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The Campanile

Eat at authentic restaurants to promote cross-cultural exchange

Art by Hannah Singer

I turn into a dimly lit, narrow alleyway where rows of apartments, stained cement and a smoky scent greet me. I pivot, asking my mom whether we are still heading in the right direction. She nods.

Two minutes later, we reach a tiny restaurant, filled with golden light and chattering families. With a clear view into the kitchen, I can see chefs bustling about, and waiters swooping in to collect and distribute dishes.

After sitting down, we’re handed laminated paper menus, covered in Thai script and photos of big platters full to the brim with steaming vegetables and fried fish. When the food arrived, the dishes were not only delicious, but they were also authentic.

When I say authentic, I don’t mean a typical restaurant which serves tasty food, constantly packed with families on a Friday night. To me, authentic means a local and usually small restaurant run by people who grew up around the cuisine they serve.

Furthermore, authentic restaurants are often located in ethnic neighborhoods, and the price of the food is not expensive. While it might take longer to search on Yelp for authenticity, the experience is worth it.

Eating at authentic restaurants is a win-win for both the customers and the restaurant, because customers get to experience a different culture while supporting the families who run the restaurant.

When my family travels, we spend time scoping interesting neighborhoods for authentic restaurants before arriving in the city in order to steer clear of tourist traps. By spending the majority of my time in smaller, more ethnic neighborhoods in which people of the same culture live in close proximity to each other, I learn more about the people living in a given area, whether they are native to the land or immigrants.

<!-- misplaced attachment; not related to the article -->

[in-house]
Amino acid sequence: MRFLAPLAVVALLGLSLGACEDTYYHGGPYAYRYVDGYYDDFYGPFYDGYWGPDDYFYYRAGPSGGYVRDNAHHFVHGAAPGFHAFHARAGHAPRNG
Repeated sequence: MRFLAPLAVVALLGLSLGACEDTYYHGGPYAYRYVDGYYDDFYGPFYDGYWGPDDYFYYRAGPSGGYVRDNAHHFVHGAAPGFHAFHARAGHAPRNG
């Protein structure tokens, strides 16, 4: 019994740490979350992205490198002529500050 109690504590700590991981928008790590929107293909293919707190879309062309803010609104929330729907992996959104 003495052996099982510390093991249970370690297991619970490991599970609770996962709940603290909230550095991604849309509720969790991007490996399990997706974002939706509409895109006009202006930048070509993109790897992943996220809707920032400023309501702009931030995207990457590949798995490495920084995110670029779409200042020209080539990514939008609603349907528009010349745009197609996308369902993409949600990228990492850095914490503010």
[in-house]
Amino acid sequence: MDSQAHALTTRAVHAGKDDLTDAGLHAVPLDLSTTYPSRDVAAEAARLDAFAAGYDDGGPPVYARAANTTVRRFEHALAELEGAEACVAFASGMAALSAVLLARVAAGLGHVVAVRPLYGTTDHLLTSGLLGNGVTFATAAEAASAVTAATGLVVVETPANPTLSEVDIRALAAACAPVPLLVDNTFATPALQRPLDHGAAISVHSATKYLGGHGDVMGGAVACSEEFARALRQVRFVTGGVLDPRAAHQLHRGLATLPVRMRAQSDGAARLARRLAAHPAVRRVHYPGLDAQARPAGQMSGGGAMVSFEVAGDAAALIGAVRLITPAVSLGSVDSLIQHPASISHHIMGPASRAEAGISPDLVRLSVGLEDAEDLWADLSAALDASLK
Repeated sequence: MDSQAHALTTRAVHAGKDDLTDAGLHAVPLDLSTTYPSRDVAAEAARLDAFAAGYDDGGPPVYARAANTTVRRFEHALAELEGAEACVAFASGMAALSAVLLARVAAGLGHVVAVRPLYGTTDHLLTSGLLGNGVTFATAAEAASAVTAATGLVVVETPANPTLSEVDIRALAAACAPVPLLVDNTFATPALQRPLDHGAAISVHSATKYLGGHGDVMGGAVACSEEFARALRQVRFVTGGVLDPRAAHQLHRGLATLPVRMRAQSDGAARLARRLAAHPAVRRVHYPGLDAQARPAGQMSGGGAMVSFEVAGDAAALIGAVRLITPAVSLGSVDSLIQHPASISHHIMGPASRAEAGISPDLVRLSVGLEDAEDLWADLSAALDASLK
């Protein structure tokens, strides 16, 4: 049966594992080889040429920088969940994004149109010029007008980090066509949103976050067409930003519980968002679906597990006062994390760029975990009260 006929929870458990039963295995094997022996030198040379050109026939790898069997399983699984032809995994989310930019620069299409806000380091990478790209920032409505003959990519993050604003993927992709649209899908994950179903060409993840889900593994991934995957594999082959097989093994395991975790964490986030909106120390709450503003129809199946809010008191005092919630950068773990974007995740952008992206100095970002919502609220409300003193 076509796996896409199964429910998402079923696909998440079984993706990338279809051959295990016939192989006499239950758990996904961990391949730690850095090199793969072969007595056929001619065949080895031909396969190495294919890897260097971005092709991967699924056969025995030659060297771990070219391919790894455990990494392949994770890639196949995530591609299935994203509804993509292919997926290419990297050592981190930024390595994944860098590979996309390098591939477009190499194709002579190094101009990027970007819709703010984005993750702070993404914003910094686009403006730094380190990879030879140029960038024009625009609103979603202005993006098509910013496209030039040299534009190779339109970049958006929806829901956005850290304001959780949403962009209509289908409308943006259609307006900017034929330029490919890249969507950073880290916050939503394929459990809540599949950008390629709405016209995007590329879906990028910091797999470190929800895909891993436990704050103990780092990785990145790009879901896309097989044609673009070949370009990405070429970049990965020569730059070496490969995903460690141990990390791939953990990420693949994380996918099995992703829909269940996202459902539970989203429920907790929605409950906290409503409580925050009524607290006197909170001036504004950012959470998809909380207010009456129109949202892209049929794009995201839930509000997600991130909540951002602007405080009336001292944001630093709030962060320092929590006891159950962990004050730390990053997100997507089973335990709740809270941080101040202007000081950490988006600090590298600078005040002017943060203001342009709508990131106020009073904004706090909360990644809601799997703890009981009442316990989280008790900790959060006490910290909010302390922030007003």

For instance, when I went to Barcelona, I spent a large chunk of my time discovering hidden Spanish restaurants, art galleries and boutiques. However, I also spent a small amount of time in an Italian neighborhood close to where I was staying. While the Italian food I ate was not typical Spanish food, it was authentic because I dined at a local restaurant owned and operated by an Italian immigrant family.

When people eat at authentic restaurants, they are often eating traditional recipes that were passed down from one generation to another. Sometimes, restaurants must alter the traditional recipe due to lack of unique ingredients, or to produce a greater quantity of a dish. While these alterations might not give customers an identical experience as being in a different country, the history, lifestyle and values represented in the dishes being served remain the same. Customers not only have the opportunity to try distinctive flavors, they also have the opportunity to learn about the culture of the cuisine they are eating.

Eating at authentic restaurants can also reduce your environmental impact by minimizing your carbon footprint. Since authentic restaurants are typically local, one can decrease the distance they travel, which would decrease carbon emissions.

Some people might say it is too much work to find authentic restaurants near them, that the food is only for adventurous eaters, or even that the experience is too expensive. Initially, it may take an extra 10 minutes searching for the perfect place, but once you’ve started seeking authenticity, you most likely won’t resort back to eating at Americanized restaurants with duped dishes.

Picky eaters might say they are afraid to try authentic dishes because of the unfamiliar ingredients. However, without trying, these people will never experience anything new, let alone try an authentic ethnic dish. By not trying new foods, picky eaters are not opening their eyes to cultural diversity.

Seeking out and eating at authentic restaurants can open everyone up to new cultures, as well as minimize environmental impact. So, instead of eating at an overpriced, American chain on your next meal out, find a restaurant that specializes in serving a cuisine you are interested in learning about.

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Hannah Singer
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